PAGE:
By Patrick Donahue
Russian authorities have shown “significant” restraint in cooperation with investigations into organized crime in Germany since the outbreak of the crisis in Ukraine, Germany’s top law enforcement officer said.
Joerg Ziercke, head of the Federal Crime Bureau, said Russian counterparts had backed off joint probes into mafia networks in Germany since relations between the two countries became overshadowed by the conflict in Ukraine.
“It’s taking a relatively long period of time before we get answers,” Ziercke said today in Berlin at a joint press conference with Interior Minister Thomas de Maiziere to present an annual report on organized crime. “One does notice that the atmosphere isn’t as it was before.”
The German officials outlined the increasingly international dimension of organized crime and the necessity of cooperation across Europe, such as a joint German-Italian task force to uncover syndicates tied to groups such as ’Ndrangheta, the Calabrian mafia. Most such crime involved the drug trade, theft, real-estate fraud or tax and customs violations.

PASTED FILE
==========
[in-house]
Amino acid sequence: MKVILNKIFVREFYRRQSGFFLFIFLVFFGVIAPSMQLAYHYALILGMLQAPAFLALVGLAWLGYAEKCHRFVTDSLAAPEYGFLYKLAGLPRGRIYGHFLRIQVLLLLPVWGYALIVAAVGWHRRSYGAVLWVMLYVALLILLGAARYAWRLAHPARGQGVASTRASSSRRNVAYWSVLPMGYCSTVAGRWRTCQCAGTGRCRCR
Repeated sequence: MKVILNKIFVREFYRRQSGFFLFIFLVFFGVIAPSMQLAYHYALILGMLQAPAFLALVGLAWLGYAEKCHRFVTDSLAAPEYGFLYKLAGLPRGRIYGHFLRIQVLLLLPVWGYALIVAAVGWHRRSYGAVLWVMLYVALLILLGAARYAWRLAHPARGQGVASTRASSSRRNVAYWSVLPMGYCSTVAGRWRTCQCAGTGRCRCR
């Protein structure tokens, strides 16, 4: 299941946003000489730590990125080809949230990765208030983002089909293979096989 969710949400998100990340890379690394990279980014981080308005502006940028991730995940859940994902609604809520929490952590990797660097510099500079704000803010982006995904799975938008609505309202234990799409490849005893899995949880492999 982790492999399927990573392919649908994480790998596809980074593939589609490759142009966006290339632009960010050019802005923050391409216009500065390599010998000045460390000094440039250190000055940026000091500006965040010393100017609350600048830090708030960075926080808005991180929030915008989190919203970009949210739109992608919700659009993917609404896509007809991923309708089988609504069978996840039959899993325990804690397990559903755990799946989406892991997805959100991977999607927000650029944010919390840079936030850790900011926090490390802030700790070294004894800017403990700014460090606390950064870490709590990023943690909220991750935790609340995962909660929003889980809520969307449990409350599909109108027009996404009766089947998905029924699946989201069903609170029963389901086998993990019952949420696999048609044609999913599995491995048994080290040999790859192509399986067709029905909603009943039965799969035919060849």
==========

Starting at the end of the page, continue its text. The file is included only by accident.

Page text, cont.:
German-Russian relations have plummeted since Ukraine’s pro-Russian president was ousted and Russia seized Crimea this year. Chancellor Angela Merkel has coordinated the European Union’s sanctions against Russia, which Germany accuses of masterminding unrest in eastern Ukraine. Russia has said repeatedly that it’s not behind the conflict.
Without specifying how much organized crime or mafia activity originates in Russia, the report said that German authorities opened 580 investigations related to organized crime last year, up from 568 in 2012.
A 20 percent increase last year in the number of mafia-related crime suspects to 9,555 was attributed to a jump in groups stemming from Lithuania, Poland and Albania. Domestic activity centered on “rocker” motorcycle gangs involved in drug smuggling and other activity, the report said.
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